Vitamin D Breast Cancer Risk Press
A recent research indicates that increased consumption of vitamin D through dietary intake and exposure to the sun was associated with reduced risk of breast cancer.
As reported in the American Journal of Epidemiology, Monday (20/10), giving vitamin D can suppress the presence of cancer hormone receptor, namely estrogen receptor (ER) and progesterone receptor (PR).
Hormone receptors can be analogous to the ear in breast cells that will listen to signals from hormones. When the signal is commanded to grow, cancer cells will develop in breast cells that contain receptors.
Cancer will be called ER-positive (ER +) if the cause of development is the result of the receptor for the hormone estrogen. Meanwhile, if the cause of development is the presence of receptors for the hormone progesterone, called PR-positive (PR +).
Research that links intake of vitamin D in the presence of hormone receptors was carried by Blackmore KM and colleagues from Mount Sinai Hospital in Ontario, Canada.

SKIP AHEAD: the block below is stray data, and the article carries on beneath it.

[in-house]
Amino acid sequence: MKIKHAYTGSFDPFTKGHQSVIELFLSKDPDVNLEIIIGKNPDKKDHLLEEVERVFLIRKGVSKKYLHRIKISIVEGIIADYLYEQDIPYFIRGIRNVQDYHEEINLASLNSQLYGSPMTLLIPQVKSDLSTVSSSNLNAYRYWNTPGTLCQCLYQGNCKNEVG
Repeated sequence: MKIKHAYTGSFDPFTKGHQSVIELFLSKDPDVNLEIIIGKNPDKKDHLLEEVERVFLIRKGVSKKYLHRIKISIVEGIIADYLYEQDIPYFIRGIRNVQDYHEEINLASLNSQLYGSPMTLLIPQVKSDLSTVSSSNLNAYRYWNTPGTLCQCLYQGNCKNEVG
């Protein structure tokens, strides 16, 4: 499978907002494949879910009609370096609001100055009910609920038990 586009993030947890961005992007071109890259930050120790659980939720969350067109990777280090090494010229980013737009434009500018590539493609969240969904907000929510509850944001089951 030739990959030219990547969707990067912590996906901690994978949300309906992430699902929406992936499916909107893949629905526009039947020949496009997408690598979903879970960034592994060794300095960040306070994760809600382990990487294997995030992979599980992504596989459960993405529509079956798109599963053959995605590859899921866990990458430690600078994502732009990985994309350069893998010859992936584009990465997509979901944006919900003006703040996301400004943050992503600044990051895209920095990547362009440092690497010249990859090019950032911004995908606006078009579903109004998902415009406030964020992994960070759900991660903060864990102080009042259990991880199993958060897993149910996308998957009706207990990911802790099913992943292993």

Research done by comparing 758 patients with breast cancer and 1135 control participants who did not suffer from the disease. The researchers found that participants who were vitamin D intake was high experienced 26 percent lower risk of breast cancer ER and PR, and 21 percent decreased risk of ER or PR tumors.
The study also indicates that vitamin D was associated with reduced breast cancer risk regardless of whether the tumor is ER or PR status.
Vitamin D is found in foods such as fish oils, fortified foods, such as juice, cereal, and milk, and obtained by other means, such as exposure to sunlight